When investing for a future retirement, or if you're already retired, investors face increasingly complex challenges in planning for retirement income to last a lifetime. When building a retirement plan consider:
A good Retirement Income Plan ensures you won't outlive your assets in retirement. While investors only consider their individual life expectancy, according to statistics, half of the population will live longer than their life expectancy.
A more prudent approach to retirement income planning is to plan for longevity, which is how long you are likely to live. We always say that clients should plan on living and not dying; it is always a good idea to plan to live longer than you think you will.
With longer lifespans come higher healthcare costs. In addition, the safety and financial soundness of Medicare may cause further gaps in coverage in the future.
Retirees need to plan on funding a considerable amount of their own medical costs for heathcare that is not covered by Medicare.
And as we live longer, it is an absolute necessity to consider how you will fund possible long-term care, which averages over $70,000 annually in the U.S. 40% of Americans over age 65 will enter a nursing facility during their lifetime.
Retirees need to take inflation into consideration and how it will affect the money they will need to live in Retirement.
When it comes to inflation investors need to understand that annual inflation is around 3%. That means that in 10 years a retiree will need to withdraw 30% more money, or more than $13, from their retirement assets to purchase the same goods and services that cost $10 today.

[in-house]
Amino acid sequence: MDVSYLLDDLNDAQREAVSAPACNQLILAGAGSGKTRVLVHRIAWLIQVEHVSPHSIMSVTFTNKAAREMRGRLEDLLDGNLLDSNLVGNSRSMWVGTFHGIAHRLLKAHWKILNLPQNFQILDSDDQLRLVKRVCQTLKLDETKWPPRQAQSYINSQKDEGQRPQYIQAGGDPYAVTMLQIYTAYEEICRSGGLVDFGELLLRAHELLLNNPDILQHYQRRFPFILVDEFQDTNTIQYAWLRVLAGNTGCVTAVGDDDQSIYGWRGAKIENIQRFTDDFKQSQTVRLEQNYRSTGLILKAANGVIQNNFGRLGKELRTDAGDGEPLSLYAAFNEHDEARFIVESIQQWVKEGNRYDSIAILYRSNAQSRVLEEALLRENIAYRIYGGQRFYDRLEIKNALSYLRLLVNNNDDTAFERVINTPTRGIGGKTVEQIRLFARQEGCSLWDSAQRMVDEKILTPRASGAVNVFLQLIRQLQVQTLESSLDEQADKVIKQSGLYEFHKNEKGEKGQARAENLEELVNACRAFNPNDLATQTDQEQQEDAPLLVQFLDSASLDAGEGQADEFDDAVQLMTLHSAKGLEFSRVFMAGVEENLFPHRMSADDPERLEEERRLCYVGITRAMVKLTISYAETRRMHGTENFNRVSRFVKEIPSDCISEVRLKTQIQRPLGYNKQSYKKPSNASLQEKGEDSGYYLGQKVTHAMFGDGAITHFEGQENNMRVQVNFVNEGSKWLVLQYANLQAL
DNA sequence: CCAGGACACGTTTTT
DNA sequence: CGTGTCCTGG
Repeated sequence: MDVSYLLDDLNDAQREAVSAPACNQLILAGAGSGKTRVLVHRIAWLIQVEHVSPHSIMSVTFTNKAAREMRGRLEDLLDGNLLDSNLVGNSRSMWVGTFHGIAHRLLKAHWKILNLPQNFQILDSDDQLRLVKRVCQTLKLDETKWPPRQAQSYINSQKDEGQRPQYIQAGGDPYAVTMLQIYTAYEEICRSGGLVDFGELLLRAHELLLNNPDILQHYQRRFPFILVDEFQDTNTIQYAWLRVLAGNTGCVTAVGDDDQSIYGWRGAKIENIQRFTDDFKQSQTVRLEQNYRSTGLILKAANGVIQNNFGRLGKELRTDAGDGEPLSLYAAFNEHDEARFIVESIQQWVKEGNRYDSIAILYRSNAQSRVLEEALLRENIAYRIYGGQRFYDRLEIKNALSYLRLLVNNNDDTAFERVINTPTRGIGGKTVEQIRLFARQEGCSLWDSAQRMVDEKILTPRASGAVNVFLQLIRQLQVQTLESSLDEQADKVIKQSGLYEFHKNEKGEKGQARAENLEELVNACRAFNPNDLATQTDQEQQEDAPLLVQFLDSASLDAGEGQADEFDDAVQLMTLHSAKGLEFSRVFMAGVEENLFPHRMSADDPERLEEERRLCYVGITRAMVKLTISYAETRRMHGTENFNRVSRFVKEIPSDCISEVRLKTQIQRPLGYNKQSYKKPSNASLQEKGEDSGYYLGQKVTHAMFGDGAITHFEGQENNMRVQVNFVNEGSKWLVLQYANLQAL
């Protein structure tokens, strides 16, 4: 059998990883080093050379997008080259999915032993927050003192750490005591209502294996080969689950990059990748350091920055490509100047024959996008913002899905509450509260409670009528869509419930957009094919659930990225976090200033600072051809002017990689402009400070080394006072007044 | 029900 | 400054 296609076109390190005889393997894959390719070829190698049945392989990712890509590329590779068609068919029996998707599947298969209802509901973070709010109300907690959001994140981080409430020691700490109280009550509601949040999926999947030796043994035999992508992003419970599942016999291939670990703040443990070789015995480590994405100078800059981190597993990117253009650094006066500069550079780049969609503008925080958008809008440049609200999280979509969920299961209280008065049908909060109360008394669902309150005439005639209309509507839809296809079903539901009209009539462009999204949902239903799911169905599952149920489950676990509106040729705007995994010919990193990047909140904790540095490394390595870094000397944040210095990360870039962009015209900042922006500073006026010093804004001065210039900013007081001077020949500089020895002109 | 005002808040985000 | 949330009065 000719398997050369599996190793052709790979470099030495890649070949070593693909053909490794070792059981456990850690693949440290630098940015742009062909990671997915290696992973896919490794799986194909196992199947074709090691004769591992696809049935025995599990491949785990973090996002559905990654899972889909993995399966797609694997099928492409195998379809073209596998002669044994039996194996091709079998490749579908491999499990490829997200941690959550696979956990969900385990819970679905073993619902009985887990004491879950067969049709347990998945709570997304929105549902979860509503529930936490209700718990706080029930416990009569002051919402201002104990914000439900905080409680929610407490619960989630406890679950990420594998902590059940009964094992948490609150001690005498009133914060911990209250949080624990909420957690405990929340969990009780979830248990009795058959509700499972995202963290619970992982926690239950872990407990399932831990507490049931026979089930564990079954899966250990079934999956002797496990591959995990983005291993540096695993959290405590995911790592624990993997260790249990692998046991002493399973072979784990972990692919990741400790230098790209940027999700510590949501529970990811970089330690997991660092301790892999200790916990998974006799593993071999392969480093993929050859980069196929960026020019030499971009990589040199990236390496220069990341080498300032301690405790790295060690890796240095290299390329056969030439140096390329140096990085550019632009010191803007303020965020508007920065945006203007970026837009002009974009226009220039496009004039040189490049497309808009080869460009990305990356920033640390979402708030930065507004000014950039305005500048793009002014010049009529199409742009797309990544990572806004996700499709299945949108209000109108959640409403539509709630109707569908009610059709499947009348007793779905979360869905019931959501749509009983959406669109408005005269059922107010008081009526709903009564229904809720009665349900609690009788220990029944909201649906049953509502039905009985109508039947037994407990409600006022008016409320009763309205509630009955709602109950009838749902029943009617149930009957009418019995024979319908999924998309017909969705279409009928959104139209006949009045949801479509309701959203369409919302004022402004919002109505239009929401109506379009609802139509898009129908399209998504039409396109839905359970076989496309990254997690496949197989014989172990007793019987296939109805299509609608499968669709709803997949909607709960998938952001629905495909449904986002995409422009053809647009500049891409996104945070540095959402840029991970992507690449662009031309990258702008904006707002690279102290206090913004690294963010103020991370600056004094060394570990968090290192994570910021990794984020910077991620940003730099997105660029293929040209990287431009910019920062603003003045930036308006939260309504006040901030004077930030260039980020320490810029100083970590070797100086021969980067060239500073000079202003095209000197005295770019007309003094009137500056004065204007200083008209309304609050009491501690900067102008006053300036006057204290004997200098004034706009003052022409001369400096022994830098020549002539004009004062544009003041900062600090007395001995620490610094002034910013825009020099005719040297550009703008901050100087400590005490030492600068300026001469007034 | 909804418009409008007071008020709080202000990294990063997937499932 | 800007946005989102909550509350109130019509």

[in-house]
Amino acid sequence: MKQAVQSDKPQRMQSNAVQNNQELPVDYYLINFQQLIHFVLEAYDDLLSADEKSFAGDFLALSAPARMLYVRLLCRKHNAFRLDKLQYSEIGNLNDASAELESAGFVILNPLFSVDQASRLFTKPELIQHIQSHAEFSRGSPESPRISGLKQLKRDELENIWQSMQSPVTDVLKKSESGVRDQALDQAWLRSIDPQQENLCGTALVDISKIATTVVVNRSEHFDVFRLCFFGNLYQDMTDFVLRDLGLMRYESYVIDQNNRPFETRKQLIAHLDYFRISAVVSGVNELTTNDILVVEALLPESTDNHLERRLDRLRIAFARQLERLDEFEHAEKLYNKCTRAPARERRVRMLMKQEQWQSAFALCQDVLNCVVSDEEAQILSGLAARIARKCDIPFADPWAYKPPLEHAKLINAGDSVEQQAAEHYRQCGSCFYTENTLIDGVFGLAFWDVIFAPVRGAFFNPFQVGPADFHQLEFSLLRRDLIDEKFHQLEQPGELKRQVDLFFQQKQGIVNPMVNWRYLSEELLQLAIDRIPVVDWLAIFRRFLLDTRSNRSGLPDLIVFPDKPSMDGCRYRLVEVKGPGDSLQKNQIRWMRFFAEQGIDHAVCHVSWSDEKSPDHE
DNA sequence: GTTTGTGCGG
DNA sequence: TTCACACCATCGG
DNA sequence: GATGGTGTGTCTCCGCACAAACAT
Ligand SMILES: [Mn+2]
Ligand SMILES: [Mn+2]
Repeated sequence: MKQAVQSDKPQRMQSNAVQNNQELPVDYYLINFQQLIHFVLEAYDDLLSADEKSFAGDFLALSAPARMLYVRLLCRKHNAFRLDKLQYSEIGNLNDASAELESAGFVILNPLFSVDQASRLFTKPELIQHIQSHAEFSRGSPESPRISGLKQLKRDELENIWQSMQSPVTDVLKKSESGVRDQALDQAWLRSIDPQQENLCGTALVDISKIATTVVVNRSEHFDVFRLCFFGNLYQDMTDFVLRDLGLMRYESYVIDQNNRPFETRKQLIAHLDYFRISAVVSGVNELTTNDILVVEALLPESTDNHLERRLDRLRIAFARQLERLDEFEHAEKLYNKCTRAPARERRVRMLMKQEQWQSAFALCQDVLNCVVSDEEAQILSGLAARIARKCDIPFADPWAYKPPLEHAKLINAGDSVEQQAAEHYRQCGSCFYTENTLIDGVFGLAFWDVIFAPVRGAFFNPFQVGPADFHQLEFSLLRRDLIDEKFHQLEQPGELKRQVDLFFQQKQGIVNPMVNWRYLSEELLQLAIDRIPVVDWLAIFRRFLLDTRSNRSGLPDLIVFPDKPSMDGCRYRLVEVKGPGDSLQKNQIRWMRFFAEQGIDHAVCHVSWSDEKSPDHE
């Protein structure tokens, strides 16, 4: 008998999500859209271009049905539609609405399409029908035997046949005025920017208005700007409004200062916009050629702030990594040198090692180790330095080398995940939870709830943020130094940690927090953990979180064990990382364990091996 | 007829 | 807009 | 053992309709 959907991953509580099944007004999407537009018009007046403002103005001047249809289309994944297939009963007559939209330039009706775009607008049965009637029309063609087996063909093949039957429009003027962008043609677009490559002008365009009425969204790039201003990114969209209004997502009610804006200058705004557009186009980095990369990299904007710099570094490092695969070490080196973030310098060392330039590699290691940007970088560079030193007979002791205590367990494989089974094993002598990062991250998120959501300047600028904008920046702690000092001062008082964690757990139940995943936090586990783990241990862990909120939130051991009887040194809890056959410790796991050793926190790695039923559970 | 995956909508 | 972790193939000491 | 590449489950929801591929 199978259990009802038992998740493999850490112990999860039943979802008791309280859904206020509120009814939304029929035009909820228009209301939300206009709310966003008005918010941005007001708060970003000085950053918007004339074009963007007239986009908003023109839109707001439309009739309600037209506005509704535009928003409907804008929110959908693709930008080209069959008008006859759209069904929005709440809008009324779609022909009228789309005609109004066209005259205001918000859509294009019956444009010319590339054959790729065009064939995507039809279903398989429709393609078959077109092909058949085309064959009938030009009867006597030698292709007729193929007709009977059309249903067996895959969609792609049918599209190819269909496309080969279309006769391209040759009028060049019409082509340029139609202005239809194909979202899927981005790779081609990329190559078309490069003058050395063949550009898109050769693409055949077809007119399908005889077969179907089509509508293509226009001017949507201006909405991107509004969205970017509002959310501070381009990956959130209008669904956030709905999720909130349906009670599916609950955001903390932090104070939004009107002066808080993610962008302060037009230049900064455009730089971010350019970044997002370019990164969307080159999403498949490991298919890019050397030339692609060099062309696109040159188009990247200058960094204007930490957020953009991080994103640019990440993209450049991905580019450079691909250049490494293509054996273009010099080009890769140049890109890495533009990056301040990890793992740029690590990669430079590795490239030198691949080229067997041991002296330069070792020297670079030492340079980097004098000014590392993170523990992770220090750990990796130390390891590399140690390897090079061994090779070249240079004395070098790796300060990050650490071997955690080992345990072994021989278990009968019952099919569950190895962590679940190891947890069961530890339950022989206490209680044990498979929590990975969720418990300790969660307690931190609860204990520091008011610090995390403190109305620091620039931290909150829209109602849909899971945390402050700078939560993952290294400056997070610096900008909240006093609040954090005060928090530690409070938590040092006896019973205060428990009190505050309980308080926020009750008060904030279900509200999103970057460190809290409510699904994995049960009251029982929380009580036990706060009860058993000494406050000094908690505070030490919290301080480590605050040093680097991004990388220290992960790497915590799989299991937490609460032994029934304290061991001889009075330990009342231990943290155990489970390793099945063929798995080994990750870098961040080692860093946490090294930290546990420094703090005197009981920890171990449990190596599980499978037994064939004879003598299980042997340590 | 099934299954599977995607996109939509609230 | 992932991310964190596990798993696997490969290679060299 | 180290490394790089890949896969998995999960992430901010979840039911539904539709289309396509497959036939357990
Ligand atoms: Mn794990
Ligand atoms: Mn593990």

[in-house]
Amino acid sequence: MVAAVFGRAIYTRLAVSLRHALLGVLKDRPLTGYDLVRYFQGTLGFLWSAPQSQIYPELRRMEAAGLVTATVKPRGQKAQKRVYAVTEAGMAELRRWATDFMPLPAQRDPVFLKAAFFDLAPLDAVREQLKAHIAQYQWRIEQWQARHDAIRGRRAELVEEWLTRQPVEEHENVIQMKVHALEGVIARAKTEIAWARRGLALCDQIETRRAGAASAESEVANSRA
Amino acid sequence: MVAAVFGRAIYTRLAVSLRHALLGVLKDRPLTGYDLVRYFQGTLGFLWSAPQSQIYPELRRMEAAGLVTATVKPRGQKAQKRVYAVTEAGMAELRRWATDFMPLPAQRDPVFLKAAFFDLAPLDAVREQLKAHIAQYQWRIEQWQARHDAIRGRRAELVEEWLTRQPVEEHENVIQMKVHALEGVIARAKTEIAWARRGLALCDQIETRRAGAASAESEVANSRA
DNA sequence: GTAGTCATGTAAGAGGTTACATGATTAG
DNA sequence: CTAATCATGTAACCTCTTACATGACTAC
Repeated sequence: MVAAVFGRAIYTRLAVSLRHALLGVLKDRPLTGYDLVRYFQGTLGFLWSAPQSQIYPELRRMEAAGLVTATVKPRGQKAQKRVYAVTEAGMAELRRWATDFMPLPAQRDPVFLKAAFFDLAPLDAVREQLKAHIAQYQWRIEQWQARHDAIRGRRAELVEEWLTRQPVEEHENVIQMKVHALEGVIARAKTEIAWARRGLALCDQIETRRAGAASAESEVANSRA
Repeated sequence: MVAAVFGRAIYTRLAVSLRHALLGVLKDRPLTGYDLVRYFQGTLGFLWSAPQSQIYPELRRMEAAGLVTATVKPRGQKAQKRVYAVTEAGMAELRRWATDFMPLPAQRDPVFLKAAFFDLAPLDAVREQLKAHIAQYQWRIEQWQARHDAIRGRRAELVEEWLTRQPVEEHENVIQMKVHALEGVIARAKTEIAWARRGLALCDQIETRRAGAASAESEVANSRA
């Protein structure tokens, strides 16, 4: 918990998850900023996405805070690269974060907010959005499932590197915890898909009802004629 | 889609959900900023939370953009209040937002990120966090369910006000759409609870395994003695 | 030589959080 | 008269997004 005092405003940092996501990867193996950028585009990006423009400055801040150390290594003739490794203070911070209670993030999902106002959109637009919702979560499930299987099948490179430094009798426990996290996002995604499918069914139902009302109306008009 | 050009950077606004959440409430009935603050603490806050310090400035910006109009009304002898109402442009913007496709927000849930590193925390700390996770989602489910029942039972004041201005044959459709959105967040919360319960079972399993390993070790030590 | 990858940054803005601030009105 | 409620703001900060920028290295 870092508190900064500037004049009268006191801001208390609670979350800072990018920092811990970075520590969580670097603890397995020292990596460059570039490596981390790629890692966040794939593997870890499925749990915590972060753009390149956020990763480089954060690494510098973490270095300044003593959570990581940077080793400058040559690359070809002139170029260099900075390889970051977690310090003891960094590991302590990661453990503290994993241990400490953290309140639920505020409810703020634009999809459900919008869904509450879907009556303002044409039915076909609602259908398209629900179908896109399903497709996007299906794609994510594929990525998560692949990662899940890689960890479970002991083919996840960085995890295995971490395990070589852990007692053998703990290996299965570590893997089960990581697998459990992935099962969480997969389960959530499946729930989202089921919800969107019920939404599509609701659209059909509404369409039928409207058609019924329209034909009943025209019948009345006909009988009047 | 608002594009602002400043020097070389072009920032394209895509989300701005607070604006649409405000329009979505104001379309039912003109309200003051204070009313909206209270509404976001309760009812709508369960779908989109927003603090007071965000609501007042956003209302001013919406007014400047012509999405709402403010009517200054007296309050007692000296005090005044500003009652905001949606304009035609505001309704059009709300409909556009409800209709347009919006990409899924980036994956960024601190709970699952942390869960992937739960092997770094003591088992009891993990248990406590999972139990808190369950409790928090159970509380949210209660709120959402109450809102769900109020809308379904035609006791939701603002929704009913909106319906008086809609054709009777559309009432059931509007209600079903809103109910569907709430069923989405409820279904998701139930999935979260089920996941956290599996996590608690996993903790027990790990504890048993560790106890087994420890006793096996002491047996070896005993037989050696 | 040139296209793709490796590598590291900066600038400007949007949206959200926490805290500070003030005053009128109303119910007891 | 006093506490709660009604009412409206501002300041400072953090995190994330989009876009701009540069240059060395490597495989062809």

It is key to take Inflation Risk into account when investing for, and in, retirement.
Those nearing retirement, or already in retirement, must continue to invest for the future. Sometimes, the fear of losing money forces investors to invest too conservatively and their assets can't outpace inflation, market changes, and fees. Some who haven't saved enough will tend to invest aggressively to try to make up for lost time. Both of these strategies have inherent risks and should be avoided.
Many people are hesitant to assume any market risk, especially after seeing retirement accounts lose significant value in the 2001 and 2008 recession. However, it is important to remember that long-term returns are attributed to time in the market, not timing the market.
For most retirees, a balanced approach to asset allocation is the best option.
Sustainable Withdrawal Rate
Working with our clients on recreating their paychecks in retirement allows them to determine what assets they have, how much they need on a monthly basis, and how they should be invested to last for their lifetime.
Even the healthiest retirement savings accounts can be reduced quickly if retirees don't have a sustainable plan in place.
While a general figure, experts believe you will need 70% of your pre-retirement income in retirement. Conventional wisdom says that in order not to outlive your retirement nest egg, the sustainable withdrawal rate is 4%-5%. This means for every $1,000,000 in retirement savings, you can withdraw between $40,000 and $50,000 in annual income.
As this is unique to every investor your best course of action is to sit down with your financial planner before you retire to create your Retirement Strategy.
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The U.S. economy continues to stay in very healthy territory. Unemployment has stayed below 4% for many months while not showing the feared effect that an undersized labor force would have on productivity, and only showing mild wage inflation.Read full story here
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